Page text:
The fiscal year 2022 state budget adopted by lawmakers last week and signed by Gov. Doug Ducey contains provisions that will expand access to schools of choice for Arizona’s K-12 students, achieving goals established by education advocates and the governor at the outset of the legislative session.
“We applaud Governor Doug Ducey for his bold leadership during the legislative session with a robust K-12 education agenda prioritizing students, empowering families, and focusing on proven community-driven models and new ways of learning that are creating meaningful change,” said Emily Anne Gullickson, president of Great Leaders, Strong Schools, a group that advocates for increasing students’ access to high-quality schools.
Ducey in January identified a lack of transportation as a barrier to students’ ability to access school choice. As part of his administration’s “Arizona Resilient” policy statements, which outlined his priorities for the legislative session, Ducey said, “We should start with thinking outside the box to remove one of the greatest barriers to accessing school choice — transportation. Afterall, a choice is only a choice if you can get there, and unfortunately, those with the greatest hurdles to getting there are in our low income neighborhoods.”
The new budget calls for $10 million to establish transportation innovation grants that school districts, charter schools, and other community groups can use to help K-12 students access a school that might have previously been out of reach due to a lack of transportation options.
In addition to the grants, funding can also be used to modernize existing transportation systems.
“For too long, many Arizona students have been unable to access great teachers and programs that will best serve their individual needs due to an antiquated public school transportation system,” Gullickson said. “These forward-thinking and innovative opportunities will transform Arizona’s public education system for the better and ensure students have real access to high-quality school options and spend more time learning and less time in transit.”
Program advocates envision the funding as a way for parents and education institutions to reimagine school transportation and spark new ideas.
The concept received bipartisan support before it became a part of the overall budget package.
State Rep. Pamela Powers Hannley, D-Tucson, however, an opponent of the new funding, defended the status quo.
In a video posted to her website, Powers Hannley said, “This is just a terrible idea.”
“What was wrong with the old system?” she said. “This isn’t good for schools, it’s not good for parents, it’s not good for students.”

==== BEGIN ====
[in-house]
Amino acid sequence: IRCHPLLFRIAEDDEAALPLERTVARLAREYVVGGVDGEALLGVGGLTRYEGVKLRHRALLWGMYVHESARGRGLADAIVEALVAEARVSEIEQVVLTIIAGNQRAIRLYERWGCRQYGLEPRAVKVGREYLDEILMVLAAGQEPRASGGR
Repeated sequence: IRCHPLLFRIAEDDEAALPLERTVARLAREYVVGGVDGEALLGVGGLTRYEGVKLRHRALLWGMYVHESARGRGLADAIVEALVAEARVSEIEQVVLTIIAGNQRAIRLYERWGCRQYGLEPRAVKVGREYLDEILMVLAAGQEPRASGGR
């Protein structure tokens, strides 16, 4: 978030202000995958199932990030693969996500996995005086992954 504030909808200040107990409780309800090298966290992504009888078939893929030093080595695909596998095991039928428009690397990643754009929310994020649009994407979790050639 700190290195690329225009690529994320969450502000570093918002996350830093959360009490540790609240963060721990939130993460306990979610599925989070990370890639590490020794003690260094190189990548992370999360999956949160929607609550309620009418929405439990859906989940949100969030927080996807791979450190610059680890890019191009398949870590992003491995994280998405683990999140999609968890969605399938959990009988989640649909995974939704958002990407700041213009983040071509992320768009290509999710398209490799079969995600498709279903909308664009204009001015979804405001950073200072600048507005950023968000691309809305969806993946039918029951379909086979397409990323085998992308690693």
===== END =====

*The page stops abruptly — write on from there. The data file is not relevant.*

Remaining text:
Querida Walker, a parent of five who testified at a March 24 House Ways and Means Committee hearing about the challenges posed by the current school transportation system, offered a different view.
Writing in a column that appeared in the Arizona Capitol Times, Walker said of her appearance before the committee that “rather than learn more about how the system is failing many families and discuss ways to pilot new programs and solutions, myself and others were attacked – for sharing our story – by individuals and policymakers who are content with maintaining the status quo and keeping kids trapped in failing schools.”
The budget also makes the school district open enrollment system more transparent.
Under open enrollment, which has existed in Arizona for decades, students can attend public schools other than the campus zoned for their neighborhood. Some districts, however, discourage use of open enrollment school choice by shielding information about enrollment windows or by creating opaque paperwork requirements.
“We are going to invest in getting the word out to more families, and end exclusionary policies like unreasonably short enrollment windows that simply don’t work for busy parents,” Ducey said in January. “The way we do open enrollment at school districts across the state is overdue for reform. It’s time to make it truly open for all.”
Gullickson said the reforms adopted by the Legislature and signed into law by the governor will better meet the needs of more families seeking new educational options.
“The modifications passed as part of the budget will ensure that all families have equitable access to the information they need to make these important enrollment decisions in an easy, transparent, and accessible way,” Gullickson said. “This package of reforms also ensures that no child is denied access to a school based on where that student lives. With the passage of this budget, Arizona is making it clear that families choose public schools they wish to attend. Public schools no longer get to pick the students they serve.”